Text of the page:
Dec 20, 2011, 2:20 PM
She said the facts and figures revealed by WIPO over the years have consistently indicated that Africa’s contribution to an all-intellectual property filing and registration was less than 3%.
The justice minister was speaking at a three-day forum on intellectual property law and practices, organised by the African Intellectual Property Organization (ARIPO) in collaboration with the Government of The Gambia through the Ministry of Justice, held on Monday at the Sheraton Hotel in Brufut.
She said the outreach seminar organised by ARIPO, in collaboration with the Ministry of Justice on behalf of the Government of The Gambia, was indeed a step in the direct direction.
“After over three decades of existence, it is a fact that many of our people know much about the existence of ARIPO and the great work it is doing for its member states,’’ said the Justice Minister.
“I am confident that a lot of goodwill comes out of this interactive forum and I look forward to its further strengthening in the coming years.”
She said it goes without saying that the progress of modern states do not only depend on the natural resources available in its land areas.
The formulation of appropriated research, science and technology policies which drive innovation and economic development was imperative, she noted.
“It is heartening to note that African countries are taking active steps in protecting their intellectual property titles, especially those linked to their natural resources,” she stated.
She said The Gambia had not been left behind in these endeavours to give strategic direction to efforts aimed at innovation technological development.
The Ministry of Higher Education, Research, Science and Technology (MOHERST) was hived off from the ministry of education as a separate ministry in 2007, she said.
Speaking earlier, the Director General of ARIPO, Dr Fernando Dos Santos, expressed ARIPO’s gratitude to the Gambia government through the Ministry of Justice for accepting to host the roving seminars.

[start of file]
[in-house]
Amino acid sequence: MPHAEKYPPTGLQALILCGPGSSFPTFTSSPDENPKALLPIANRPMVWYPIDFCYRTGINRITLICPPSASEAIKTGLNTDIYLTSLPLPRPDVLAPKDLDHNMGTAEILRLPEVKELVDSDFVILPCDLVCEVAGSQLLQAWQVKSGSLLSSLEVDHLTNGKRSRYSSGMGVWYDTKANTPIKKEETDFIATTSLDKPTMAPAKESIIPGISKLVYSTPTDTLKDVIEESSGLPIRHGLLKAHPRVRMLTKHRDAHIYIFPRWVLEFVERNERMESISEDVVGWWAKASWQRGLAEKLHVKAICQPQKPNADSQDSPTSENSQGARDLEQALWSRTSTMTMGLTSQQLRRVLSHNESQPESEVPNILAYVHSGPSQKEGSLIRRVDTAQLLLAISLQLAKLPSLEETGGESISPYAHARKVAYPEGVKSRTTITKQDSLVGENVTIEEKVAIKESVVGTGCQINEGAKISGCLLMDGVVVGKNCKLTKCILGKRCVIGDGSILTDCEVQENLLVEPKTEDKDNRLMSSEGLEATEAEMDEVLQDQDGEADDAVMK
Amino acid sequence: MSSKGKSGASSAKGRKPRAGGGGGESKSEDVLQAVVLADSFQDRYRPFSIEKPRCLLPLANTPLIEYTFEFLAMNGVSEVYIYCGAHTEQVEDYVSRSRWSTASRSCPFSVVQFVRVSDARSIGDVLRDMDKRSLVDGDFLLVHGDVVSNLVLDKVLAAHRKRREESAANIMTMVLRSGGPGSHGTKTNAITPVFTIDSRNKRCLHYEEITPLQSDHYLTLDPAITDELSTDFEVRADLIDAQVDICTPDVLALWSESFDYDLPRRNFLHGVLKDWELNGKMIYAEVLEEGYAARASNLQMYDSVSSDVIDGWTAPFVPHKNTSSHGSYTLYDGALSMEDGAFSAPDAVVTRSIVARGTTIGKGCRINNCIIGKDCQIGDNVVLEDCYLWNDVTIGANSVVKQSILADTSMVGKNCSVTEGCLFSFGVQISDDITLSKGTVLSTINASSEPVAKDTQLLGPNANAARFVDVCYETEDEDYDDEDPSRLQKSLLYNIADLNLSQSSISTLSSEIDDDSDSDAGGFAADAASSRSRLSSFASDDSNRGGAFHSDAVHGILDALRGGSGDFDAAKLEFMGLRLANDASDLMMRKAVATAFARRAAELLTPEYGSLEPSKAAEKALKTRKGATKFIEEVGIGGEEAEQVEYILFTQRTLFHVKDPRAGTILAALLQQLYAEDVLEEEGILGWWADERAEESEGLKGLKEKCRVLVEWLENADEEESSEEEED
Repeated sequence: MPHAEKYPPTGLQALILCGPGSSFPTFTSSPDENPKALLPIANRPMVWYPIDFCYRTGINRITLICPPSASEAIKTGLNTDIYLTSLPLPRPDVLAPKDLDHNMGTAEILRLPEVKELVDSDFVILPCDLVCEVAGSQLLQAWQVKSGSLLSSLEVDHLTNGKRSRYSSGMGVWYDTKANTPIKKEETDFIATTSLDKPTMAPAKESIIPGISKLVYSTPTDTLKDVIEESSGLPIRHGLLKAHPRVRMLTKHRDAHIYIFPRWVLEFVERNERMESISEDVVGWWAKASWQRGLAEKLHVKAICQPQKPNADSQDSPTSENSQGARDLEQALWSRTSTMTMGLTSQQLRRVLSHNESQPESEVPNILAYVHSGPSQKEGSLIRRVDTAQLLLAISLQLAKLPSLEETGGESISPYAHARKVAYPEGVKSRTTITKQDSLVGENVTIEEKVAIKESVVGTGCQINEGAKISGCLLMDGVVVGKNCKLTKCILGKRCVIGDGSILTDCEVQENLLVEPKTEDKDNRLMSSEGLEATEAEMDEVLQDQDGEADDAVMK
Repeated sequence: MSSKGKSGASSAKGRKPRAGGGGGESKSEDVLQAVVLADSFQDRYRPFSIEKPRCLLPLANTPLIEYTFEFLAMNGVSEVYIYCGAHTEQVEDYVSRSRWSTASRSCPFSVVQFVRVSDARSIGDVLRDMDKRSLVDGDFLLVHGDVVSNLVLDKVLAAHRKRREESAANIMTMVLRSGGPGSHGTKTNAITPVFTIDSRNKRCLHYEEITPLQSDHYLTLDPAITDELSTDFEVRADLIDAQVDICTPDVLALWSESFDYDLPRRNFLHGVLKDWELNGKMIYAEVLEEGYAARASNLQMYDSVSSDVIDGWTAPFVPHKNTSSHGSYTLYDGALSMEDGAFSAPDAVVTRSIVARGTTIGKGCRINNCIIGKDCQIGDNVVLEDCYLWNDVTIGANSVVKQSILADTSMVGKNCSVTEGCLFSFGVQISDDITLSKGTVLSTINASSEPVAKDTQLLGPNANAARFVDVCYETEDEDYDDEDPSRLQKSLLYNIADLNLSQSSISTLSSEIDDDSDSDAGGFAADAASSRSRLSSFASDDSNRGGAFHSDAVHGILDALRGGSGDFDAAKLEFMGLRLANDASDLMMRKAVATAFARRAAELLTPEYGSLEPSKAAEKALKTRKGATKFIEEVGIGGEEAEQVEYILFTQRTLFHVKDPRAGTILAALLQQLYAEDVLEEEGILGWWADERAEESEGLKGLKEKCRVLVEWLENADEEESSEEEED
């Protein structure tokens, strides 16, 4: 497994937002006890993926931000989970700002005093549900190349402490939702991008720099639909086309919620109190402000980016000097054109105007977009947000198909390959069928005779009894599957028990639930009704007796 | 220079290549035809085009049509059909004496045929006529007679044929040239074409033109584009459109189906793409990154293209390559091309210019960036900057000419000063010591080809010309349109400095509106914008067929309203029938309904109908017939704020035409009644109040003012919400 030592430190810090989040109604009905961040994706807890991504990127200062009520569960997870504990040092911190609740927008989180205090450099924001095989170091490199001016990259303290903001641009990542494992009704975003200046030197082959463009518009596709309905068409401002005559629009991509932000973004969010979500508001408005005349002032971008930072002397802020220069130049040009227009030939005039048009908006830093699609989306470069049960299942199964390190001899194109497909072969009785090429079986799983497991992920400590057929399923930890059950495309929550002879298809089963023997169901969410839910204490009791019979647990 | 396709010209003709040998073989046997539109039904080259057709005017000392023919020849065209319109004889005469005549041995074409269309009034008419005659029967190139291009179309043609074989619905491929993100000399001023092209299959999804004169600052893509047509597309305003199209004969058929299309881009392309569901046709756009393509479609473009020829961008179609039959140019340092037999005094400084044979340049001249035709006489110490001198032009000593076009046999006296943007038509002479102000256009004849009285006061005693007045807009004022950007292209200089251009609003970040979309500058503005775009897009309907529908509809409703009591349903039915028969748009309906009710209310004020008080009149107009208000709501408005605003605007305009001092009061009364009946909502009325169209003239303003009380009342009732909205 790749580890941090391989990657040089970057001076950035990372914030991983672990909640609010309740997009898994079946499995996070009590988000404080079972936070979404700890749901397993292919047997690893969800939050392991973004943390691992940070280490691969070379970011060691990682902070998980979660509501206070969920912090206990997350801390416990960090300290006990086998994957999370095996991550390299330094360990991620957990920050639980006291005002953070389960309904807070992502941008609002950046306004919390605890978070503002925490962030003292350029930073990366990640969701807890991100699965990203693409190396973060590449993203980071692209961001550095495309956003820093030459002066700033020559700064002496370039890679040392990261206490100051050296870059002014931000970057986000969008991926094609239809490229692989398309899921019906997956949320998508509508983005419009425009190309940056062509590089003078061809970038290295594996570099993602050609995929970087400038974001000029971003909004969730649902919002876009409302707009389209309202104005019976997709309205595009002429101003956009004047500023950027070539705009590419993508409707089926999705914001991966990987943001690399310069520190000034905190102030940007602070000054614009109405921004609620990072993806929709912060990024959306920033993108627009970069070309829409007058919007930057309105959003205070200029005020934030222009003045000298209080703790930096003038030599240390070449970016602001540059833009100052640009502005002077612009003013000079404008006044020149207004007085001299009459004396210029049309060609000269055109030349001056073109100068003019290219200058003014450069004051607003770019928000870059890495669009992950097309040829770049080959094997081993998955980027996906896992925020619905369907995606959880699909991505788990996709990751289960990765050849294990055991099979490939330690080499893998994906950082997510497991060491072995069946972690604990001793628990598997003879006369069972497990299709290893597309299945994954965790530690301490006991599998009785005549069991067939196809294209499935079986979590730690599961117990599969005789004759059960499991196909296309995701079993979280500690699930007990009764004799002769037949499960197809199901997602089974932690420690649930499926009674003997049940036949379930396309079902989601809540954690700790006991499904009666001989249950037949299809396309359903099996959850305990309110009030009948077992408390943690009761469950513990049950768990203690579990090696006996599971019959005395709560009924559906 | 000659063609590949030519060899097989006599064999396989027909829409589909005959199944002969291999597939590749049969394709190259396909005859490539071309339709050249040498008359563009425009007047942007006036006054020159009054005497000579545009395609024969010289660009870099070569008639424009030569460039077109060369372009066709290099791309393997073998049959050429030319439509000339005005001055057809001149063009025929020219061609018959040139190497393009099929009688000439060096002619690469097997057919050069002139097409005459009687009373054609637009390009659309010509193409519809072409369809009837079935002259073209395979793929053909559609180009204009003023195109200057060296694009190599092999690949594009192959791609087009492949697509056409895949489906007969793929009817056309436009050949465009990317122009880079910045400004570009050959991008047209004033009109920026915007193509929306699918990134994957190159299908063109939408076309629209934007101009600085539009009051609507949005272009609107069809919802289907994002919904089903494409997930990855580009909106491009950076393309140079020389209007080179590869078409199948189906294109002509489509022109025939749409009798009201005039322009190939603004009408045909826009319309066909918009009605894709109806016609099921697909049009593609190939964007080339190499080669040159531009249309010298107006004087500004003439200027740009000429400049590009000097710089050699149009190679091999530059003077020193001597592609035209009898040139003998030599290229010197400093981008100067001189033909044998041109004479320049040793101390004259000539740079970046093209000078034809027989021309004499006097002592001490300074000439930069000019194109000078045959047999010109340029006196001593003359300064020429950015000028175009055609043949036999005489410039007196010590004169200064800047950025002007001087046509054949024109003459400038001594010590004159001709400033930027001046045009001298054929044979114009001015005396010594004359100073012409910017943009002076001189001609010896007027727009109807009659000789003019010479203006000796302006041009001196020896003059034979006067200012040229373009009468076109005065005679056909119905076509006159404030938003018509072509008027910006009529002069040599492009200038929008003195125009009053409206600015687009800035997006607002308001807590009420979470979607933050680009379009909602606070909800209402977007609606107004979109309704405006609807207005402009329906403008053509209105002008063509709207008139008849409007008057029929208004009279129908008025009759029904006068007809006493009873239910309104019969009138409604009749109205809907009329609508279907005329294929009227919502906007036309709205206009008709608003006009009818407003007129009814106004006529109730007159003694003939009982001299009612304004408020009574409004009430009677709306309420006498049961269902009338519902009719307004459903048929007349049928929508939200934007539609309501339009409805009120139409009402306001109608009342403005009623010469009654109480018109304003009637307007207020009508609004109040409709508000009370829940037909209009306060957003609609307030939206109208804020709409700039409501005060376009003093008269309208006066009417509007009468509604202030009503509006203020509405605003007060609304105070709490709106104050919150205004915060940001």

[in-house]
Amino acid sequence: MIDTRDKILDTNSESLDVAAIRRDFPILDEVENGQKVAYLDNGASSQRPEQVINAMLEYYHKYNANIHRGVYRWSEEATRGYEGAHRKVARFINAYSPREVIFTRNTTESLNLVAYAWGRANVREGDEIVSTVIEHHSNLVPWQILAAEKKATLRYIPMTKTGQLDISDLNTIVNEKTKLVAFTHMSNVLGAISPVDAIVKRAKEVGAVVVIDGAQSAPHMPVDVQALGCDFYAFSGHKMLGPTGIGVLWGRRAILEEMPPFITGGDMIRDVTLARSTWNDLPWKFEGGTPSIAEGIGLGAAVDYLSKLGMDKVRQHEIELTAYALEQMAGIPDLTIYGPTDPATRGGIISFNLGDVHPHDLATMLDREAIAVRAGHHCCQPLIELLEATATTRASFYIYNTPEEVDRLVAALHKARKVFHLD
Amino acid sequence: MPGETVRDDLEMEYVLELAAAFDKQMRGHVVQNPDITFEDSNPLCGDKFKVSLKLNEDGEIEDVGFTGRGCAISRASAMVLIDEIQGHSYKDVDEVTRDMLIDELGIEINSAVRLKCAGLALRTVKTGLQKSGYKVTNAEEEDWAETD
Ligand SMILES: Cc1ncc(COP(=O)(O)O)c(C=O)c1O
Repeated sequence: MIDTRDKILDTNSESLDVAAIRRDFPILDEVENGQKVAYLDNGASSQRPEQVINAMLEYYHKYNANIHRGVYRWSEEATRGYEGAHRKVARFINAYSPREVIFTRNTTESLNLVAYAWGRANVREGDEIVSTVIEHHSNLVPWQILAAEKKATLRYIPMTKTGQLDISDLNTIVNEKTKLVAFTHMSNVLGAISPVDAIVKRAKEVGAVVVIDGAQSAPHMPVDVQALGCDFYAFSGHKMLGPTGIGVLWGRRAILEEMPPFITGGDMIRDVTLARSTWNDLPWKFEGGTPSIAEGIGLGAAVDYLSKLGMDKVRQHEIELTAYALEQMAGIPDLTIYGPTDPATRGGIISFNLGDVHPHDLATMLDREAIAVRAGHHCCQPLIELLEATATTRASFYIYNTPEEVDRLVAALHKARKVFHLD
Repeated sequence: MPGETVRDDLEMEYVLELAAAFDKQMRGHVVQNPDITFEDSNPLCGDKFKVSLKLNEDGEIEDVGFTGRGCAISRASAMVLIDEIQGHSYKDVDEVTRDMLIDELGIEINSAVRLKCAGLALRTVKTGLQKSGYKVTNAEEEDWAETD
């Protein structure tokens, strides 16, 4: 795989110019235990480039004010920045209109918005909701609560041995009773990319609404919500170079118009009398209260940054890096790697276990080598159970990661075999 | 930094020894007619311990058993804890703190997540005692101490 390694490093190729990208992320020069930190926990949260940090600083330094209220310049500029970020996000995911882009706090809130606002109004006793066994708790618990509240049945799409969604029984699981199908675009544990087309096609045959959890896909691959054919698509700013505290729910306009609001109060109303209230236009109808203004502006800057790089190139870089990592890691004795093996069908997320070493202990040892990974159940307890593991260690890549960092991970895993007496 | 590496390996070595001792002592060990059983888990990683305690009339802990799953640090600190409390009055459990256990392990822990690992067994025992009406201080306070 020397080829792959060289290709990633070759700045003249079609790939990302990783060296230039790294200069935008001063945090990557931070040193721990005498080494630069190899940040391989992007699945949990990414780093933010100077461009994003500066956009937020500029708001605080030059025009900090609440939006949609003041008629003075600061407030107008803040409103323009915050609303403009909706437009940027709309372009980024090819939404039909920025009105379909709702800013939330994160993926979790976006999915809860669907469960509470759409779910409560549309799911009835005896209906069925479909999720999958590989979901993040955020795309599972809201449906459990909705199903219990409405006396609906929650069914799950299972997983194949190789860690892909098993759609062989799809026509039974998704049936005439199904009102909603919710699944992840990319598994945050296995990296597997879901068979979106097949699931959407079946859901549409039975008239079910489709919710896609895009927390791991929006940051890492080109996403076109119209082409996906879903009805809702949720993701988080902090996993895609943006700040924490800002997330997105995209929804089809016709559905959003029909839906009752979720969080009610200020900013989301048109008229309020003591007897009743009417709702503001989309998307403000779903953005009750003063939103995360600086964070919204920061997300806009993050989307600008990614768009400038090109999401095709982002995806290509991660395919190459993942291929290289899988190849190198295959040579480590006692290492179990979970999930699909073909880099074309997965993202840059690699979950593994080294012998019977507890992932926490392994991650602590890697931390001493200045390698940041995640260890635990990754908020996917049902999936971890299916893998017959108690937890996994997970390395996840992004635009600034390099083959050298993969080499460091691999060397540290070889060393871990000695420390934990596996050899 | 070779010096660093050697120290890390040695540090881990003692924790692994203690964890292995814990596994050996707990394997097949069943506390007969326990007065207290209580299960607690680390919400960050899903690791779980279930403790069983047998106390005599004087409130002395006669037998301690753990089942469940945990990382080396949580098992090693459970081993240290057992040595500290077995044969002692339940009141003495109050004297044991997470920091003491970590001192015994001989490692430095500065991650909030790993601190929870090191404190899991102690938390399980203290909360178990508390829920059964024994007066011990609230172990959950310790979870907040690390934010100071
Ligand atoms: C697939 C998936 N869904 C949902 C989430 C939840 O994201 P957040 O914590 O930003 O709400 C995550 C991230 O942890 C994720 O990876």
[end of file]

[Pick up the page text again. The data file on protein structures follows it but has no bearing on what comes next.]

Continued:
He said The Gambia joined ARIPO soon after its creation and joined the Lusaka Agreement on February 1978, and the Harare Protocol in January 1976 and since then The Gambia had been active member of the organization and has continued to contribute to its growth.
In 1991, The Gambia hosted the diplomatic conference that approved the protocol on trademarks, known as the Banjul protocol, he said.
Therefore, he added, it did not come as a surprise when Mr Marenah, the registrar general, reacted positively to their proposal to host the important meeting in The Gambia and accorded him and his colleagues from ARIPO secretariat a wonderful hospitality since their arrival in The Gambia.
He said the initiative was conceived during their tour in different member states of ARIPO and they have realised their entrepreneurs, researchers and artists are incredibly creative, impressively innovative and yet the full benefit of those tireless efforts had not been realised and rewarded adequately.
This prevailing situation, he noted, was due to lack of awareness on the important role that IP plays in recognizing and harnessing human creations for the social, cultural, economic and technological development.
The forum was attended by the supporting staff of the Ministry of Justice and some state counsels from the office of the Director of Public Prosecutions.